Police in Texas were searching Friday for a man accused of refusing to wear a mask at a Jack in the Box restaurant and then stabbing the shift manager with what was believed to be a pocketknife.
The incident this week in League City, located just southeast of Houston, follows a similar situation in nearby cities where a woman was arrested after refusing to wear a mask, first at a bank and then at an office supply store.
"I would ask that people respect the policies that have been put in place by these local businesses," said League City Police Chief Gary Ratliff. "If they refuse to leave, they will be arrested for criminal trespassing. There's no reason it should get to that point."
League City police say James Schulz, 53, is wanted in connection with the stabbing at the Jack in the Box late Wednesday. Police said he had not yet been arrested as of Friday.
News from around the state of Texas.
Ratliff said an arrest warrant was issued for Schulz charging him with aggravated assault with a deadly weapon. His bond will be set at $40,000.
Police say the incident started when Shulz refused to follow the restaurant's policy requiring him to wear a mask to protect against the spread of the coronavirus. Police say he then attacked the manager.
The manager had three stab wounds in the arm and upper torso, police said. He was taken to the hospital, where he was treated and released.
Gov. Greg Abbott last week lifted statewide orders requiring people to wear face masks in public, declaring businesses should decide for themselves which COVID-19 precautions to take on their properties. Many businesses have kept their own mask rules in place.
Melissa Stewart, regional executive director for the Texas Restaurant Association, said there have been few incidents related to customers refusing to wear masks in restaurants. She said incidents like that in League City are very rare, extreme situations, and restaurant employees are often able to turn to hospitality and customer service techniques to deescalate confrontations early on and find easy solutions with customers.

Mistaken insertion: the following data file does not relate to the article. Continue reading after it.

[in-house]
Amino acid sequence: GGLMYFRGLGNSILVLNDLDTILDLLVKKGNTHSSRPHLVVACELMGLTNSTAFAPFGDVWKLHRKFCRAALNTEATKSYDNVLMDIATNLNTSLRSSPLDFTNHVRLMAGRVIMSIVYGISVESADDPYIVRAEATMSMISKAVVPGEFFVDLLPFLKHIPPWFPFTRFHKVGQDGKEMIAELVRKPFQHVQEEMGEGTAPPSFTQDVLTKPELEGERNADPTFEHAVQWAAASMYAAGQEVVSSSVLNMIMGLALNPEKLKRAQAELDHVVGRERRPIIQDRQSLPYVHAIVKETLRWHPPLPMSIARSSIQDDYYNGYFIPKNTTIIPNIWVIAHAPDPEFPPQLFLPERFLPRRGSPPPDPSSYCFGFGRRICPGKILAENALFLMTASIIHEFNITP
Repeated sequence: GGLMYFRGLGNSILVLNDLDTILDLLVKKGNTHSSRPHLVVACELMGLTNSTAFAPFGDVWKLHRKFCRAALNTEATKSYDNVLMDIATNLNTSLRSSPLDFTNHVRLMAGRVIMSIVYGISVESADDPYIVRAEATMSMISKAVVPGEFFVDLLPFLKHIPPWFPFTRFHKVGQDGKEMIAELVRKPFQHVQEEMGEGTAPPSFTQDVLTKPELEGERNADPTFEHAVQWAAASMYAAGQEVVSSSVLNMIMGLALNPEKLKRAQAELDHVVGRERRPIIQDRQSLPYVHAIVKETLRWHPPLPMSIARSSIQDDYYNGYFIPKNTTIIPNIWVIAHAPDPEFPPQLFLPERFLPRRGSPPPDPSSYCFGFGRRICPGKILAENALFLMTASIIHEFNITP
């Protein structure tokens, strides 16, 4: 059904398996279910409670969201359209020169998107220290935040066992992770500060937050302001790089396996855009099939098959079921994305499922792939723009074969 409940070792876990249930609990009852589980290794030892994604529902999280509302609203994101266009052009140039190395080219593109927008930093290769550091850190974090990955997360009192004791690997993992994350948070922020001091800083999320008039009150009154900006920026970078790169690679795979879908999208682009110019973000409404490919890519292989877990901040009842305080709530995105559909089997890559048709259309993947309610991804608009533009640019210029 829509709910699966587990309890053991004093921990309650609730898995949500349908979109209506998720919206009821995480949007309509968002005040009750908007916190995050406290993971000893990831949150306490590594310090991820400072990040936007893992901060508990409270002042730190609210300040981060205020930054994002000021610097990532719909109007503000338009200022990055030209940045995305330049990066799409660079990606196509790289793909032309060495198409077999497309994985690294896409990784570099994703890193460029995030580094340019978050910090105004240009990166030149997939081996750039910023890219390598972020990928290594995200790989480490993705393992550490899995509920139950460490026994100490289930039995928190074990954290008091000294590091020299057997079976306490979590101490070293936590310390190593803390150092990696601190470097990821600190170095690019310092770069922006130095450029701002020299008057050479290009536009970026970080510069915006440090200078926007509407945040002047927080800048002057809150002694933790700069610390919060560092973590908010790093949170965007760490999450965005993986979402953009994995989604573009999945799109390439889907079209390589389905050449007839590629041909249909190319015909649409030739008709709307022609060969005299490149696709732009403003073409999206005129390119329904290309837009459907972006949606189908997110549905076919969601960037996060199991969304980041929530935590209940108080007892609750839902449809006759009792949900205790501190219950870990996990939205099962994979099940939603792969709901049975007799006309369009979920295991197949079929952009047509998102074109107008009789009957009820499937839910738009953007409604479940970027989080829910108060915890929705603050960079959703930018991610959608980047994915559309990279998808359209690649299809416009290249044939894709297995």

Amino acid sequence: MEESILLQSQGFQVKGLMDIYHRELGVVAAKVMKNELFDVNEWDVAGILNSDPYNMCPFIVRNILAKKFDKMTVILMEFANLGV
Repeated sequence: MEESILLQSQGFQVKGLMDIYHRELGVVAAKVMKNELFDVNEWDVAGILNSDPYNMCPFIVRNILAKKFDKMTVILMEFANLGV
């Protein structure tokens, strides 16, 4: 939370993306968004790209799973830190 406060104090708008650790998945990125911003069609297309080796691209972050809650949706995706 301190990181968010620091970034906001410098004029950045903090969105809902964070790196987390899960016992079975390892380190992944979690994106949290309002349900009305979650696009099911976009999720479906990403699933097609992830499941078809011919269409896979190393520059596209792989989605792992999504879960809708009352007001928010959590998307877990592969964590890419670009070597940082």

"Angry people are tough and we don't want our host and hostesses to be the mask police, nobody wants to do that," Stewart said. "The best policy is to have a plan and a policy, make sure everyone is on the same page so it is enforced consistently and go from there."
According to Stewart, over 70% of restaurants they work with said in a survey following the lifting of the state ordered mask mandate that they planned to continue requiring employees to wear masks, but the mask requirement for customers has been decided on a case-by-case basis by each business depending on the expectations of their community. Stewart said customers have never been required to wear masks while seated, and the previous statewide mask mandate included exemptions for people cited medical conditions for not masking.
And some businesses that are keeping their COVID-19 precautions in place despite Abbott lifting restrictions have endured anger from people. A co-owner of Picos, a Mexican restaurant in Houston, has said that after saying they were keeping restrictions in place, the restaurant got calls and messages threatening to call U.S. Immigration and Customs Enforcement on its staff.
Terry Wright, 65, was arrested after she entered an Office Depot in Texas City and refused to wear a mask, police said. She was arrested on Galveston warrants for trespassing and resisting arrest.